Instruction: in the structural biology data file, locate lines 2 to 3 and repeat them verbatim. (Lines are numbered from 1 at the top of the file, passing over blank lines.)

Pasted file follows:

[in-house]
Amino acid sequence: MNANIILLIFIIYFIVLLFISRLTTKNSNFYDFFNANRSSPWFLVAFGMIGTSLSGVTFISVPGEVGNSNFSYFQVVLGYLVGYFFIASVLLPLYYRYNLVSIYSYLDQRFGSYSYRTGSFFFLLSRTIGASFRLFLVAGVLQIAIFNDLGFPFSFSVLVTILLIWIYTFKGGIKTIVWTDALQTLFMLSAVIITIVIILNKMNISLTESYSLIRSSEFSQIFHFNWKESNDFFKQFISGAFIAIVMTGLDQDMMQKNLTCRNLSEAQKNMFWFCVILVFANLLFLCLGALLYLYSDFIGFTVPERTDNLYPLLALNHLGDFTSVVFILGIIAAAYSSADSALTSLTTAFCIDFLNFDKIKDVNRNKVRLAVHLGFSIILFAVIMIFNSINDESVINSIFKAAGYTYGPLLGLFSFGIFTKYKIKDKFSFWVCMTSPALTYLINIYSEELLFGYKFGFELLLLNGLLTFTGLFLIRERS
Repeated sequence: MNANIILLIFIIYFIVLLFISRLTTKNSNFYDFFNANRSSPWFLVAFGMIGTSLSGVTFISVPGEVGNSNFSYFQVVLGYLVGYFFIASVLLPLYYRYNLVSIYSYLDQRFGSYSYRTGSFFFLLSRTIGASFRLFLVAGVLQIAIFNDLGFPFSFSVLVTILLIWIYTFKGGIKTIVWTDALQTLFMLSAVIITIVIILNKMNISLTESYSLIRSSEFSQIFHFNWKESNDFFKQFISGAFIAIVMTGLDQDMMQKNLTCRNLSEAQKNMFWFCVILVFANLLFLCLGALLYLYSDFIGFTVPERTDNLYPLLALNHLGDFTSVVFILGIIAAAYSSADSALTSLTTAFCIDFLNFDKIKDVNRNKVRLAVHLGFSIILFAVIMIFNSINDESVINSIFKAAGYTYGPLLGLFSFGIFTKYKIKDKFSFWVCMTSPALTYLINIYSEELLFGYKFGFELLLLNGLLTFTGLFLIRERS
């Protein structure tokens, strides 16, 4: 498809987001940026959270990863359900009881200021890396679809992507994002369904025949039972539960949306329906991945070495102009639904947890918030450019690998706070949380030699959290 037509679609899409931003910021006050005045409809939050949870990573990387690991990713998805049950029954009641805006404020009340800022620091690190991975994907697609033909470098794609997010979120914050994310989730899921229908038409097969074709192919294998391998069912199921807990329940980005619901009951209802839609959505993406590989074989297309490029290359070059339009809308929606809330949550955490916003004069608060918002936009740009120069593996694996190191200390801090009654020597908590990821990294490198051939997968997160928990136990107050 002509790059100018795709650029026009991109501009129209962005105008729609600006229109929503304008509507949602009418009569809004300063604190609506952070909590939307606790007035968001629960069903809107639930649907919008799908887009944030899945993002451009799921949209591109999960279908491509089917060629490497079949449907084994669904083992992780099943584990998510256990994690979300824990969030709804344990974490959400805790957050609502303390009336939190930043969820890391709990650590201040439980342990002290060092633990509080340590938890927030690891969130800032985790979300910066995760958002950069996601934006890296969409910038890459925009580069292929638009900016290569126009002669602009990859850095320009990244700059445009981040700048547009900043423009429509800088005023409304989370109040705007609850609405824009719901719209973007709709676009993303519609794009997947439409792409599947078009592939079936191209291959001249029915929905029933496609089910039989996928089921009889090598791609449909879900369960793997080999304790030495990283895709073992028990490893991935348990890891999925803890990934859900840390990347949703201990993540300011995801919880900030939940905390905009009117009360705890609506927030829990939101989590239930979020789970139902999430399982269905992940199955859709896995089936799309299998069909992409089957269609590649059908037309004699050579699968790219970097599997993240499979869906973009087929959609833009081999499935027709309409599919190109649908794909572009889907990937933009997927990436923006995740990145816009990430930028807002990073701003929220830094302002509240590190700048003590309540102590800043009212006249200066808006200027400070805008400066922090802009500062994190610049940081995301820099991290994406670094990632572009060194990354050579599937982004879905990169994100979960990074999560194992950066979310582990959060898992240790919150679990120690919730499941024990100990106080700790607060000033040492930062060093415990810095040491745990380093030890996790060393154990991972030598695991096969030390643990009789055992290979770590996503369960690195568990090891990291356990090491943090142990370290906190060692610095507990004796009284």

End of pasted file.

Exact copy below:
Amino acid sequence: MNANIILLIFIIYFIVLLFISRLTTKNSNFYDFFNANRSSPWFLVAFGMIGTSLSGVTFISVPGEVGNSNFSYFQVVLGYLVGYFFIASVLLPLYYRYNLVSIYSYLDQRFGSYSYRTGSFFFLLSRTIGASFRLFLVAGVLQIAIFNDLGFPFSFSVLVTILLIWIYTFKGGIKTIVWTDALQTLFMLSAVIITIVIILNKMNISLTESYSLIRSSEFSQIFHFNWKESNDFFKQFISGAFIAIVMTGLDQDMMQKNLTCRNLSEAQKNMFWFCVILVFANLLFLCLGALLYLYSDFIGFTVPERTDNLYPLLALNHLGDFTSVVFILGIIAAAYSSADSALTSLTTAFCIDFLNFDKIKDVNRNKVRLAVHLGFSIILFAVIMIFNSINDESVINSIFKAAGYTYGPLLGLFSFGIFTKYKIKDKFSFWVCMTSPALTYLINIYSEELLFGYKFGFELLLLNGLLTFTGLFLIRERS
Repeated sequence: MNANIILLIFIIYFIVLLFISRLTTKNSNFYDFFNANRSSPWFLVAFGMIGTSLSGVTFISVPGEVGNSNFSYFQVVLGYLVGYFFIASVLLPLYYRYNLVSIYSYLDQRFGSYSYRTGSFFFLLSRTIGASFRLFLVAGVLQIAIFNDLGFPFSFSVLVTILLIWIYTFKGGIKTIVWTDALQTLFMLSAVIITIVIILNKMNISLTESYSLIRSSEFSQIFHFNWKESNDFFKQFISGAFIAIVMTGLDQDMMQKNLTCRNLSEAQKNMFWFCVILVFANLLFLCLGALLYLYSDFIGFTVPERTDNLYPLLALNHLGDFTSVVFILGIIAAAYSSADSALTSLTTAFCIDFLNFDKIKDVNRNKVRLAVHLGFSIILFAVIMIFNSINDESVINSIFKAAGYTYGPLLGLFSFGIFTKYKIKDKFSFWVCMTSPALTYLINIYSEELLFGYKFGFELLLLNGLLTFTGLFLIRERS